Whether it comes to the violation of patients’ privacy and data, the access to confidential documents, the laboratory’s economic and competitive loss, or even to the death of patients, these security incidents point out that our health system is not sufficiently prepared to ensure continuity of healthcare provisions, particularly in times of a global health crisis.

How to better prepare our Healthcare System?

Although we have fallen behind in thinking about how to prepare our health system to safeguard human security, vulnerabilities and gaps in the health sector are not inevitable. The health crisis we are experiencing is both a brake and a lever that would enable us to better understand this issue and provide viable solutions.

Far from purely costly technological and technical security solutions, whose implementation in such a crisis on the scale necessary is difficult to imagine, there are at least two possible alternatives that would make our healthcare system more secure and better preserve human security: bridge-building between different actors and cyber education.

In 2020, the CyberPeace Institute launched an initiative called Cyber 4 Healthcare to respond to the challenges posed by the lack of budget, resources, operational capacity, and implementation of cybersecurity for the entire health sector in times of crisis. Cyber 4 Healthcare is a platform that connects healthcare organizations in need of cybersecurity advice with its network of qualified companies and cyber-volunteers.

Through this platform, hospitals, care facilities, clinics, labs, and clinicians, as well as pharmaceutical, life sciences, and medical device companies that are providing, researching, developing, and manufacturing COVID-related treatments, and non-governmental organizations (NGOs), and international non-governmental organizations (INGOs) working to combat COVID-19 can access a personalized service to find free and trusted cybersecurity assistance.

As health professionals had to increase their reliance on the Internet to carry out their work during the COVID-19 crisis, whether it is in the connectivity with patients or in the interconnectivity of different medical devices designed to transmit patient data, cyber educating these professionals has become crucial. According to James Scott, a senior fellow at the Institute for Critical Infrastructure Technology, the health sector is in desperate need of a cyber hygiene injection.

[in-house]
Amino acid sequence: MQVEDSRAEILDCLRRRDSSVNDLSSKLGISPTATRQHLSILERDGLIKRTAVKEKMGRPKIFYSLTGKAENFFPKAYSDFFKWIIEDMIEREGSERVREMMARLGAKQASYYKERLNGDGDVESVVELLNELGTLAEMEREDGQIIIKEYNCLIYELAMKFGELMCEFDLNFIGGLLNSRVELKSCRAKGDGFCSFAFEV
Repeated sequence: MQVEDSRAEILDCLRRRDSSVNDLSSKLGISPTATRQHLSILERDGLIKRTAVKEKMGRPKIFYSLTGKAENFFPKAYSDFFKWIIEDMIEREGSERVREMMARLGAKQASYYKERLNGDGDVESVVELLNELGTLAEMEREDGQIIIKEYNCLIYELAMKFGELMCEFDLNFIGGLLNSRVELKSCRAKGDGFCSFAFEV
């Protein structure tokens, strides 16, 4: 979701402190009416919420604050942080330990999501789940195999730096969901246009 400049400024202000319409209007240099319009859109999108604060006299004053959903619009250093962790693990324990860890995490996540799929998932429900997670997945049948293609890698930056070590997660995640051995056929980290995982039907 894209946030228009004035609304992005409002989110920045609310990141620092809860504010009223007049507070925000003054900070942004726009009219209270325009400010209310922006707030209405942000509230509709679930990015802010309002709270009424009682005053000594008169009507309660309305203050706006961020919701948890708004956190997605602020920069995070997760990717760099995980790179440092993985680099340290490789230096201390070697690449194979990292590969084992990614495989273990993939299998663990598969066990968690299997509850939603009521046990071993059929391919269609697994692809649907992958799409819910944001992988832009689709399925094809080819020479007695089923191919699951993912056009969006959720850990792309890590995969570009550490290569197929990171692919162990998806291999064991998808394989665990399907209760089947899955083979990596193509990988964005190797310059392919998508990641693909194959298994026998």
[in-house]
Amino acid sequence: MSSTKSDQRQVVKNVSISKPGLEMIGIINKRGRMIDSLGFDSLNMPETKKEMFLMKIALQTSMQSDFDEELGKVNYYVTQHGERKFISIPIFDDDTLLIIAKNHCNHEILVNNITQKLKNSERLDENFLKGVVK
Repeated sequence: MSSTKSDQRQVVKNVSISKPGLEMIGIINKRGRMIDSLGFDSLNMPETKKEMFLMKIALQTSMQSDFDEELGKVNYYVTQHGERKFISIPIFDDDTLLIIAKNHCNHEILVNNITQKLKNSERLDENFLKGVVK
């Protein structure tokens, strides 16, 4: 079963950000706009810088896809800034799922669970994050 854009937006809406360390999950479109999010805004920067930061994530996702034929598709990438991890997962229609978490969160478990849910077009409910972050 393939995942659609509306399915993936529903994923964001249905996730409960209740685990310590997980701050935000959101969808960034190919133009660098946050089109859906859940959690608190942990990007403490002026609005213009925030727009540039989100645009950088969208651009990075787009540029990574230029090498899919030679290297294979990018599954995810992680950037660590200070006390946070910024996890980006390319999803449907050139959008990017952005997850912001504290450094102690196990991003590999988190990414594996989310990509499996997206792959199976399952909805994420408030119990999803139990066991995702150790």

Cyber hygiene allows professionals to:

  • Master how to protect and preserve oneself in the digital world,
  • Acquire the knowledge and skills necessary for safe and secure Internet use,
  • Know the risks and threats related to the Internet, and the good practices to adopt in such a case.

Cyber hygiene refers to the fundamental practices that computer and other digital devices users can take to improve their cybersecurity while engaging in common online activities – such as web browsing, emailing, texting – to better protect themselves and their security online, and to better protect the security of their patients. In other words, these practices are generally part of a routine to ensure the safety of identity and other details that could be stolen or corrupted.

While there are obvious reasons that cause cybersecurity problems in the healthcare industry to be particularly burdensome during a pandemic, these organizations should realize the importance of cybersecurity and lead the charge from within. Even though it is currently difficult to implement purely technological and technical security solutions in the healthcare sector, developing and implementing alternatives based on the human factor to ensure health-centric human security is still possible. Especially in times of pandemic, less is more!

Image via National Cancer Institute

About Ataa Dabour

Ataa Dabour is the founding President of Security and Human Rights Association based in Geneva. She obtained a first Master’s degree in Humanities and in Transnational History from the University of Geneva. She then obtained a Master of Advanced Studies in Global Security and Conflict Resolution at the Global Studies Institute. She is also certified in Human Rights from the University of Leiden. Her professional career allowed her to specialize in contemporary issues relating to armed conflict, defense, security, new technologies, and international humanitarian law. In 2018, she became editor for the Swiss Military Review (SMR).